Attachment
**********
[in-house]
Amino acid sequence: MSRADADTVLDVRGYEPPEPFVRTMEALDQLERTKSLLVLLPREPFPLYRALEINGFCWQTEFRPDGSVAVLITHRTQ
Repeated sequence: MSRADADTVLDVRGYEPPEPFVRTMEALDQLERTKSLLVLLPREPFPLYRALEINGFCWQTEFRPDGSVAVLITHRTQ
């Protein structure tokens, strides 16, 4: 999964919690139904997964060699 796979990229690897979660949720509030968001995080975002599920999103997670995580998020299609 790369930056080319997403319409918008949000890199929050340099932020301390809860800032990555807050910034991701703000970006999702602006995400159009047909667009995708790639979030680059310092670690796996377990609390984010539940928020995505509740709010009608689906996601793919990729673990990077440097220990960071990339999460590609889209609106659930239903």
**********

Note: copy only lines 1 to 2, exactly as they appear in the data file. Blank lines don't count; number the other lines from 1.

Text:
[in-house]
Amino acid sequence: MSRADADTVLDVRGYEPPEPFVRTMEALDQLERTKSLLVLLPREPFPLYRALEINGFCWQTEFRPDGSVAVLITHRTQ